Thursday, 8 June 2017

Civil Society Organisations National AIDS Trust Fund recommendations

Civil society organisations (CSOs) have recommended amendments to the National AIDS Trust Fund Statutory Instruments.

According to a joint CSOs statement, CSOs are strongly supportive of the establishment of the AIDS Trust Fund, “It represents an important opportunity to generate additional revenue for high impact efforts to end the AIDS crisis in Uganda. However, there are several areas of major concern regarding the draft Statutory Instruments that need to be addressed before these Instruments are passed by Parliament,” the statement reads in part and the recommendations are highlighted below:

1. Appointment of a representative of civil society and of people living with HIV and AIDS: We request that these two critical representatives only be selected by their respective constituencies. Donor governments have indicated the same standard for their representative. 

Action: amend 10 (2) (4) The members of the Board, except for a representative of the donors, a representative of people living with HIV and AIDS, and a representative of the civil society organisations; shall be appointed by the Minister, in consultation with the Minister responsible for finance. 

2. The amount of funding that would be raised by the currently proposed tax is too small to make an impact: Uganda’s unmet need for life saving HIV services is substantial. The National AIDS Trust Fund must include sources of revenue beyond 2% of the existing beverage tax described in the HIV/AIDS Prevention and Control Act. Sources of additional taxation that would generate substantial additional resources should be prioritized of extractive industries such as oil and natural gas, payroll tax and/or simply collecting a proportion of overall national revenue.

Action: HIV Committee of Parliament must as a matter of urgency work with the Ministry of Finance to identify additional sources of revenue so that the AIDS Trust Fund makes a strong impact in closing Uganda’s HIV funding gap.

3. High impact interventions and additionality of revenue: The NATF must be additional rather than deducted from existing sources of HIV funding or displacing existing funding sources. Additionality must be monitored and tracked externally and a ‘maintenance of effort’ clause could be required to ensure the NATF is not deducted from Government investments.

In practice, the only way to truly ensure additionality is through using NATF funds to invest in inputs for which there is a clear baseline—in particular HIV treatment and other highest impact commodities. Monitoring additionality for other interventions such as trainings would be almost impossible. Revenue raised by the Fund should be ‘ring fenced,’ meaning that it cannot be directed for any other purpose—even if that means that revenue raised by the Fund sits idle.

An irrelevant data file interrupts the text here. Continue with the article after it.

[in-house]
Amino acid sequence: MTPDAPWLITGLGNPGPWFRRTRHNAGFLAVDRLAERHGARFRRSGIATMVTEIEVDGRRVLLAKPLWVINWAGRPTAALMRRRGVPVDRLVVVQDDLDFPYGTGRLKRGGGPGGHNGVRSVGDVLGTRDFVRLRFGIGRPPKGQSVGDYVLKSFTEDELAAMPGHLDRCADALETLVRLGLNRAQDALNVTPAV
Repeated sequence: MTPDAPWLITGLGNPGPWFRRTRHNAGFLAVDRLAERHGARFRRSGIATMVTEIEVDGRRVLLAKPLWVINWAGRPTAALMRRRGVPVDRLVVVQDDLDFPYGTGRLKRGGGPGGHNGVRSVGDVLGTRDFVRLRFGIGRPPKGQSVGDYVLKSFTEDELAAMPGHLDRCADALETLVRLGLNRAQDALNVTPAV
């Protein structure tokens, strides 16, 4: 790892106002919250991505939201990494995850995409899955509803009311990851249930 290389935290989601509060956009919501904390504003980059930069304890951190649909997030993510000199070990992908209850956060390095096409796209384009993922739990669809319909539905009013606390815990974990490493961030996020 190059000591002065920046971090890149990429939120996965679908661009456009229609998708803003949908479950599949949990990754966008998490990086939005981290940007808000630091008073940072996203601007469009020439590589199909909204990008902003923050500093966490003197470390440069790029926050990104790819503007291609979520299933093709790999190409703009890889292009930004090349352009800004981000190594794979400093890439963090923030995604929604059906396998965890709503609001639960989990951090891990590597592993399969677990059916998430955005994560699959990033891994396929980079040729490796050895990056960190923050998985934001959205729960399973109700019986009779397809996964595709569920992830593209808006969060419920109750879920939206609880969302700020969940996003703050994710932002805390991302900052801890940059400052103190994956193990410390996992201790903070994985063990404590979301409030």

Action: 7 (a) (i) and 7 (a) (ii) are too broad, and not consistent with the spirit of the mother law, which rightly focuses on commodities rather than soft inputs such as trainings or workshops. They are too vague and should be removed.

4. Transparency, meeting structure, and decisions of the Fund: In principle, meetings of the Board should be as transparent, open and democratic as possible. In practice that means observers should be welcome to attend meetings, minutes of meetings should be published rapidly, and all decisions made by the Trustees should be communicated to the public.

Action: Amend 17. Transactions of the Board to state: “17. (3) Board meetings shall be open to any observer and Board minutes and Board decisions shall be widely published (eg on a website and in print media), including decisions regarding how monies raised by the Fund will be spent, transactions of the Fund, and the results of all audits of financial accounts.” Further Amend “Schedule, Meetings of the Board” to reflect this approach to Board governance, eg “Meetings of the Board (5): The Chairperson shall permit observers to attend all meetings and the decisions of all meetings shall be widely and publicly transmitted, such as transactions of the Fund, and the results of all audits of financial accounts.”


5. Independence of the Fund: The Fund should be established as an independent body, housed separately from possible beneficiaries including the Uganda AIDS Commission and the Ministry of Health. The governance structure should be transparently and independently managed by a multi stakeholder group that has no fiduciary interest. In addition, the accounting books associated with the Fund must be available at all times for scrutiny by any party. Revenue raised by the Fund should be ‘ring fenced,’ meaning that it cannot be directed for any other purpose—even if that means that revenue raised by the Fund sits idle. 

Sarah Tumwebaze
Media and Communications officer